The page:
Ship shape and Bristol fashion!
Bristol is Southern England’s second largest city (after London), and its rich maritime and social history make it a fascinating place to visit. It became the first city in the UK to win the European Green Capital award in 2015, and is also a Fair-Trade City. Oh, and it’s my favourite city in the UK, so I really wanted to share our (fairly) recent visit with you.
I’m actually nearly from Bristol. My parents lived there for years, before moving to Sussex and having me. It’s meant that I’ve had the opportunity to visit Bristol over the years, and I took full advantage of our planned trip to Bath, suggesting that we make it more about Bristol (this backfired when it turned out Bath was brilliant and we didn’t have enough time in either, but hey-ho, they’re not a million miles away, I’ll be back).
A bed for the night
We stayed at the Hilton Garden Inn, which was conveniently located within walking distance of Temple Meads station and the city centre. You know what you’re getting with a Hilton – it was nice and modern, if a little bland. It’s situated on a dual carriageway, so rooms at the front might be a bit noisy. Our room was at the back and overlooked Temple Gardens, which was lovely and peaceful.
The walk through Temple Gardens into town is short and pleasant – it’s home to Temple Church, which was bombed during WWII and now only the shell remains. It’s named for the original church which was built on the site in the 12th century by the Knights Templar. When we passed through on a warm Friday in May, the park was full of office workers enjoying the sunshine on their lunch breaks.
Our first stop was for a lunch break of our own – we headed to Three Brothers Burgers, which is located on Welsh Back, on the side of the River Avon. Aside from the burgers, it’s also home to a fine selection of craft beers and ciders. The menu was great and there were some good deals to be had. It was slightly more fast-foodie than I’d anticipated, but everything was delicious and very good value, so I’d highly recommend it.
Time for some history…
After lunch we strolled across to Spike Island, where we found M Shed, a museum located in an old transit shed which tells the story of Bristol and its people. We’d only planned to have a quick look around, but we both found this museum fascinating. There was a real feeling of celebration of the local community, and while it covered the history of the area, the mood was unashamedly modern and future-focused. I couldn’t get enough.
The riverside is a lovely place to wander, and is filled with quirky touches – outside M Shed, there are two cranes having a chat with each other about their memories of the area.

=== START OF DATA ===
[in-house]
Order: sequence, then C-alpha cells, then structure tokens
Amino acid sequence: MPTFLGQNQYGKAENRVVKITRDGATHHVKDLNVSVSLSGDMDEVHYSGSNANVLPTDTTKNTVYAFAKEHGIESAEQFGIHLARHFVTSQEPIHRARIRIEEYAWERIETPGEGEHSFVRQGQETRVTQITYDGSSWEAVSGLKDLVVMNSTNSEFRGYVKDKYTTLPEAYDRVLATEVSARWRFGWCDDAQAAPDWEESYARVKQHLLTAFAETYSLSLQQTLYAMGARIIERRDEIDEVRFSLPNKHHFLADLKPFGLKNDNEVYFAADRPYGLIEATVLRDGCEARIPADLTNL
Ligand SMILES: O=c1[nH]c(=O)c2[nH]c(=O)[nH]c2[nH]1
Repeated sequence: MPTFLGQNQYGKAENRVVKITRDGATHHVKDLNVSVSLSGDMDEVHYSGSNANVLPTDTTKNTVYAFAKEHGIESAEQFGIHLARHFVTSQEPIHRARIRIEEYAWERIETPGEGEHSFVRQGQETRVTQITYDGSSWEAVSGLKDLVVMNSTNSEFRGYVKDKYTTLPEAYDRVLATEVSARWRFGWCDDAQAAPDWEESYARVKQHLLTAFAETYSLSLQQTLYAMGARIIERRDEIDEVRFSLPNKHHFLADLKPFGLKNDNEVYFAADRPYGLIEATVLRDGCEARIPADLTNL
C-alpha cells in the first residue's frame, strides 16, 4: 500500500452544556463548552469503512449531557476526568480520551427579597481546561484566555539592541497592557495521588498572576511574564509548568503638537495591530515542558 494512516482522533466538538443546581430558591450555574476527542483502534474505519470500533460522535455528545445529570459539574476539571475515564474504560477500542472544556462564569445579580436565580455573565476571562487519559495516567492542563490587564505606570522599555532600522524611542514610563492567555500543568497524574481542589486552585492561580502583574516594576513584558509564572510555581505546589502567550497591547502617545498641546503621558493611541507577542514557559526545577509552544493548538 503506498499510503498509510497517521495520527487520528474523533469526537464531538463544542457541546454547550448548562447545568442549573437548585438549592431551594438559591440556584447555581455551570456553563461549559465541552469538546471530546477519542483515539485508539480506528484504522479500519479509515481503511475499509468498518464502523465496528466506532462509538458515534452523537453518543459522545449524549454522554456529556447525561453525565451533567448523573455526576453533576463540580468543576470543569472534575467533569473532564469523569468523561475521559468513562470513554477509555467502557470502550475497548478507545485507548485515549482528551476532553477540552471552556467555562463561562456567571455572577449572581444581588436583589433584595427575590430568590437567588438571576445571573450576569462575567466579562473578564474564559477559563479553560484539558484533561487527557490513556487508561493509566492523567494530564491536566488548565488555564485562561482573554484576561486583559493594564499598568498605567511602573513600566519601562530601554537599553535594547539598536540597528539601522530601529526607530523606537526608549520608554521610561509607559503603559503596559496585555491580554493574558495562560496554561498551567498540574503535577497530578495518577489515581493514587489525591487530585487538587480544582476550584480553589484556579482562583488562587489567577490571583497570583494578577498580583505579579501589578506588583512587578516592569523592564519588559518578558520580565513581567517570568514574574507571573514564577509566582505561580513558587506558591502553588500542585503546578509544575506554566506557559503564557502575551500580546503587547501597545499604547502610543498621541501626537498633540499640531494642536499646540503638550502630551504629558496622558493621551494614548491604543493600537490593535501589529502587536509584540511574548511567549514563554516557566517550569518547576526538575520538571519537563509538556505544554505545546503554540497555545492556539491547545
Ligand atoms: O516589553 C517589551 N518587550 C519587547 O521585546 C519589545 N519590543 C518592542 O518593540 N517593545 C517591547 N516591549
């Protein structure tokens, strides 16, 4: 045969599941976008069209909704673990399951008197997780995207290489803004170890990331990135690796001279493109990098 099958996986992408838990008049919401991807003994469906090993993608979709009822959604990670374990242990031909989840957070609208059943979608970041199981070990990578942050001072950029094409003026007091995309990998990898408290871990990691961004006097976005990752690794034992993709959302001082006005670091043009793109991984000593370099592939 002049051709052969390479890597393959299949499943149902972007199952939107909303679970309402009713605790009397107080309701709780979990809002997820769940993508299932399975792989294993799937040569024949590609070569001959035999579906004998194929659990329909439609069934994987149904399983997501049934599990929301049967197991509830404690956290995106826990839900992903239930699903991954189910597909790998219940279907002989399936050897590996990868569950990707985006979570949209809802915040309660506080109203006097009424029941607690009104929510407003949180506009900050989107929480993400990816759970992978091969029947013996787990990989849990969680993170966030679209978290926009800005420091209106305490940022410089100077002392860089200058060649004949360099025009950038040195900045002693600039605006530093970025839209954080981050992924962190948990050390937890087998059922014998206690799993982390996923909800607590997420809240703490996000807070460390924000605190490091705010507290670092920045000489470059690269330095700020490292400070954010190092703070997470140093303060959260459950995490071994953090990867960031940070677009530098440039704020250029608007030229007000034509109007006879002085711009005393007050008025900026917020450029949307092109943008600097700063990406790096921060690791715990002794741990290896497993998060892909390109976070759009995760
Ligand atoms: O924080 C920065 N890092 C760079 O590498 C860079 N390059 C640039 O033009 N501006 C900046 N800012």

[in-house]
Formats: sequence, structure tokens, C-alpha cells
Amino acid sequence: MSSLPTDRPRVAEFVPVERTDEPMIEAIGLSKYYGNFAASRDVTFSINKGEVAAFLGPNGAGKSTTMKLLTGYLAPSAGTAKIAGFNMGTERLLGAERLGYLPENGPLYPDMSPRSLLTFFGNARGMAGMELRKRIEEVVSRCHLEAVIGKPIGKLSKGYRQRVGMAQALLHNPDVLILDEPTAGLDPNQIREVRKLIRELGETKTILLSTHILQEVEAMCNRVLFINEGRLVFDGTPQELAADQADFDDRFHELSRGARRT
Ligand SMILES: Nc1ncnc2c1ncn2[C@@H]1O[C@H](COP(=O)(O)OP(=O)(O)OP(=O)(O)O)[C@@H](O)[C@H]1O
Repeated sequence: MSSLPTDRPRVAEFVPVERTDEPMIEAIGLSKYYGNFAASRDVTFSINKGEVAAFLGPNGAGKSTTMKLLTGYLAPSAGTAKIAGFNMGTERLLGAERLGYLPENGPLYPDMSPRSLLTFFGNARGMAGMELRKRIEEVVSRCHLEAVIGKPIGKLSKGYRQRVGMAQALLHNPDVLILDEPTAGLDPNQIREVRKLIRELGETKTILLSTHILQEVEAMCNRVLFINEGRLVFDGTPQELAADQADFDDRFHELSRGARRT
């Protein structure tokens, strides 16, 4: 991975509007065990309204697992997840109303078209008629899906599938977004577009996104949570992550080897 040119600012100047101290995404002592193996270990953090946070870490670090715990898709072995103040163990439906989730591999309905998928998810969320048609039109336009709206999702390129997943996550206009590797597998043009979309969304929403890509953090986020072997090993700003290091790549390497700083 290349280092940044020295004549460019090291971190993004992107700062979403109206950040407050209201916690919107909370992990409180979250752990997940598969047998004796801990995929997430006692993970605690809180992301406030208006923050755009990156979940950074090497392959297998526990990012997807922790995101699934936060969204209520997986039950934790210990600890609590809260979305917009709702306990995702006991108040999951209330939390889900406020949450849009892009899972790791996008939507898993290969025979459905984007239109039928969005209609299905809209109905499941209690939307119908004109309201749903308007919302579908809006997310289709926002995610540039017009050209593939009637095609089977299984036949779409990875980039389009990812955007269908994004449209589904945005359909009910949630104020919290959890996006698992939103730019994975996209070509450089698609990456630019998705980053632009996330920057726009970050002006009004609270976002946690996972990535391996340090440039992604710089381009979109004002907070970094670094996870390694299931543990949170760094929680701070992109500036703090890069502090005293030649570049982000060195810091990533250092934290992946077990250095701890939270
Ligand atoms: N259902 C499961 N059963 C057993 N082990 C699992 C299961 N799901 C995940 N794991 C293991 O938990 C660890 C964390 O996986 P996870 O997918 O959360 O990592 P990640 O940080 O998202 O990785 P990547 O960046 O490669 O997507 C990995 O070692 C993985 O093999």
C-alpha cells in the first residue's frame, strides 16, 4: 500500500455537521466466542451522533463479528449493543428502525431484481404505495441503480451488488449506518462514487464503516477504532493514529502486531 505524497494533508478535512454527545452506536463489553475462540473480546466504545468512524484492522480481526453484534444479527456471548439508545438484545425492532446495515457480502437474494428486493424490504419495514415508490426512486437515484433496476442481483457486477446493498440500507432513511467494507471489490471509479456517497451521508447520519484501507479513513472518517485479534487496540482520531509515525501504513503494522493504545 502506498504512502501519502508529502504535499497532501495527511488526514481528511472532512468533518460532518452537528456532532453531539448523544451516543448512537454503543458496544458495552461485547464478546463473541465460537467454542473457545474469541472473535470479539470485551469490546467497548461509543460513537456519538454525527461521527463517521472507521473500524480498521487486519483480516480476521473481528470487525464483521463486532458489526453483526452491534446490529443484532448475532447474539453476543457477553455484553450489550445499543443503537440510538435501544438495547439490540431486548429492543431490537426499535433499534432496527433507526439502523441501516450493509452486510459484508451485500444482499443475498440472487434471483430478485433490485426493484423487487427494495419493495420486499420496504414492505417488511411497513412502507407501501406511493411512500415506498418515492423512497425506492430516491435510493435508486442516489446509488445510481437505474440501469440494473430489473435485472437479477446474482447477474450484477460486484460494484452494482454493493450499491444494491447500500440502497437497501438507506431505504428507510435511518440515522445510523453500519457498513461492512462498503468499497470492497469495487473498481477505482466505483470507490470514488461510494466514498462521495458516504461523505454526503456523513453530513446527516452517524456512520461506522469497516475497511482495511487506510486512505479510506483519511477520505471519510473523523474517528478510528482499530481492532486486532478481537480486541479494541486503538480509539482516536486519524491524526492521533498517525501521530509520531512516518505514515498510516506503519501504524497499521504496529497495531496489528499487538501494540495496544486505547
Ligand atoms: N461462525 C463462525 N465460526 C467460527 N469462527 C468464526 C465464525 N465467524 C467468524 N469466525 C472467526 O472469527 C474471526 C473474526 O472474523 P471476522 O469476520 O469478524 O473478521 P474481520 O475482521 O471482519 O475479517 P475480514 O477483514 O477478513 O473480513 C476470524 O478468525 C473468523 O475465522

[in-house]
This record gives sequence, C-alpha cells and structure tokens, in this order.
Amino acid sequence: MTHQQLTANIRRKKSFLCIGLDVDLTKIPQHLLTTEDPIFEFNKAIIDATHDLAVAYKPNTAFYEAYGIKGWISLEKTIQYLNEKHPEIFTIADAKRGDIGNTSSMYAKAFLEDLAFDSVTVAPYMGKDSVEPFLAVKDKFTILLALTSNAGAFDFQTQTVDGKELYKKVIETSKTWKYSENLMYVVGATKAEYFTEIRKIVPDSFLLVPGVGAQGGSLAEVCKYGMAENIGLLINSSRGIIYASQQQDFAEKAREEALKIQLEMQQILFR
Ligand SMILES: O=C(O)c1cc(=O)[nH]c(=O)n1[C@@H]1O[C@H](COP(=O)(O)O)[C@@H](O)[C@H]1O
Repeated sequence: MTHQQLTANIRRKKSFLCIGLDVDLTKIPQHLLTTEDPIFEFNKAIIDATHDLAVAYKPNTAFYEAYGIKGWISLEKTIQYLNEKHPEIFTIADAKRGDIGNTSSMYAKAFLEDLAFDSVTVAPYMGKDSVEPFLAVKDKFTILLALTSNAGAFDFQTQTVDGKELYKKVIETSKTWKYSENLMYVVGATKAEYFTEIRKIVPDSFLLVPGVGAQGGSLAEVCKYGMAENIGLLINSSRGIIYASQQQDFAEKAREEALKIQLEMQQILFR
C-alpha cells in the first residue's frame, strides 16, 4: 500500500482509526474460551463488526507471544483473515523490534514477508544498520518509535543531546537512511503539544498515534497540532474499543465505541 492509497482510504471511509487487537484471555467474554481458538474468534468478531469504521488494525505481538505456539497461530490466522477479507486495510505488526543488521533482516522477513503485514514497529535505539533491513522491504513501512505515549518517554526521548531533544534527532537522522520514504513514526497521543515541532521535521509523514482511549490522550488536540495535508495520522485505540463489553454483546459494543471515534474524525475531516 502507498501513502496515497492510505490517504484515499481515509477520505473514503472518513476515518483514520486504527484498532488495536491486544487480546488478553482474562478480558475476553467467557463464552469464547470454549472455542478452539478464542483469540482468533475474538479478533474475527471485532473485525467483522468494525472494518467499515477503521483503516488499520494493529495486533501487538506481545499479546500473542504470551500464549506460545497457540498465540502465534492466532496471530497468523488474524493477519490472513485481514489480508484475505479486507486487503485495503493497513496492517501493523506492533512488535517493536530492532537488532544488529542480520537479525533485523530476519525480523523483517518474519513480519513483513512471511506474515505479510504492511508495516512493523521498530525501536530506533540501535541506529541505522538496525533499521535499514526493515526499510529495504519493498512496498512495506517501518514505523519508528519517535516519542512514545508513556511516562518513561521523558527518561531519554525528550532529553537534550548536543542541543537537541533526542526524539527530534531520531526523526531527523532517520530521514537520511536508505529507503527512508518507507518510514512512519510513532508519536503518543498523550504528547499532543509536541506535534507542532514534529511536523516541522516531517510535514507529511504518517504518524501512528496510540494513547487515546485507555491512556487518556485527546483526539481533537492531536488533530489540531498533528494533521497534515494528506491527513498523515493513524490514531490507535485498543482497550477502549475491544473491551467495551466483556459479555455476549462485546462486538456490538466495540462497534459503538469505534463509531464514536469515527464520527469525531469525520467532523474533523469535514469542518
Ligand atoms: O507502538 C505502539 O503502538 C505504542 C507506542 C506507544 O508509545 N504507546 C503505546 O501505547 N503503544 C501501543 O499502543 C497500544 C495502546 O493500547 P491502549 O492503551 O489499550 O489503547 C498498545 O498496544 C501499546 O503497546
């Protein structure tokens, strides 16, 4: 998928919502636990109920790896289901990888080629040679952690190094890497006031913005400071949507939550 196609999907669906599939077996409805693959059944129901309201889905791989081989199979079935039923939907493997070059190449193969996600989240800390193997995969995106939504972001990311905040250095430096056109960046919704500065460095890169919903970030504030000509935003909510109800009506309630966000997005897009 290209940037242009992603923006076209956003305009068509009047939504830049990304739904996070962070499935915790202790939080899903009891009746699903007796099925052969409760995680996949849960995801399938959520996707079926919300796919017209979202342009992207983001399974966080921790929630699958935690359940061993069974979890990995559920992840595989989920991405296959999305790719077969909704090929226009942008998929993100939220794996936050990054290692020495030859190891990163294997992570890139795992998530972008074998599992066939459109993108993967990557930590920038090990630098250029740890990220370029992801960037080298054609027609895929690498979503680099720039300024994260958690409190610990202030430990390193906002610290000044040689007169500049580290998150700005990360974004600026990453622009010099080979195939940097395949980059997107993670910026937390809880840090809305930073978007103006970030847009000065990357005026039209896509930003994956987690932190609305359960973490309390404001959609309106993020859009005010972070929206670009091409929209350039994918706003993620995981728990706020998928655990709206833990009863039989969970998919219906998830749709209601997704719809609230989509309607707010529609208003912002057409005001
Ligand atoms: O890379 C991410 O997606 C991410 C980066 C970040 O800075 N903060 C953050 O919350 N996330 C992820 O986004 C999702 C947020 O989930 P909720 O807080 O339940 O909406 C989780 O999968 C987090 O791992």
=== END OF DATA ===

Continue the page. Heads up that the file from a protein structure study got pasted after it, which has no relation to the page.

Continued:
We continued walking and eventually reached Brunel’s SS Great Britain, which also surprised us. It cost £14 each, which would normally put me off, but we decided to go for it and we felt it was well worth the money.
Our trip started in the dry dock – the purpose of which is to keep moisture away from the iron hull of the ship and prevent corrosion. Hearing about the dry dock is one thing, but experiencing it is another – the ceiling is glass, and has water running across it, which makes it feel like you’ve slipped underwater. The shadows of the ripples running across the hull are beautiful and it’s a strangely peaceful place to walk around. The air down there is incredibly dry though, so it’s also pleasant to get back up to ground level and suck some moisture back into your husk of a body.
After the dry dock comes a trip around the museum, which gives you a complete history of the ship starting from the salvage operation of the 70s, when the ship was returned from the Falkland Islands, going all the way back to the launch of the ship in 1843. Oh, and there’s a bonus dressing up section!
From the museum you can head up to the ship herself. There are audio guides available from the deck, but we somehow missed those and just wandered round getting a feel for the place. Dressed as if for her launch in 1843, the ship is magnificent. The restoration has been painstakingly done. Walking round, you can see what life must have been like, thanks to the models they’ve put in place and the smells they’ve somehow managed to pump onboard!
As of 2018, there will be an additional museum on site about the life of Brunel, and that can only add to the whole experience.
After taking a trip back to our hotel for a restorative nap, we headed out for a cocktail or two at Harveys Cellars, which is tucked round the back of the Hippodrome. It was quiet when we went in, so the friendly barman gave us a tour and told us a bit about the history.
Located in the birthplace of Harveys Bristol Cream sherry, this bar is home to a small museum featuring artefacts, including a wall of the classic blue glass bottles. Denmark Street was levelled during the Bristol Blitz, but the cellars survived. From the 60s to the 90s, it was home to a Michelin starred restaurant, and now it’s a cocktail bar which is also available for hire for events and as an exhibition space. They sometimes have live music and I can imagine the acoustics would be fantastic.
I’d found something online about a night market at St Nicholas Market, so we decided to head over there to try and sniff out some tasty street food. It was packed by the time we arrived, but after squeezing through all the crowds we settled on food from Angus and Mitchell (who have sadly now called it a day) – I had a cauliflower cheese bun, and Ben went for something porky. Both were delicious and provided the energy we needed to stumble back to our hotel for a well-earned sleep.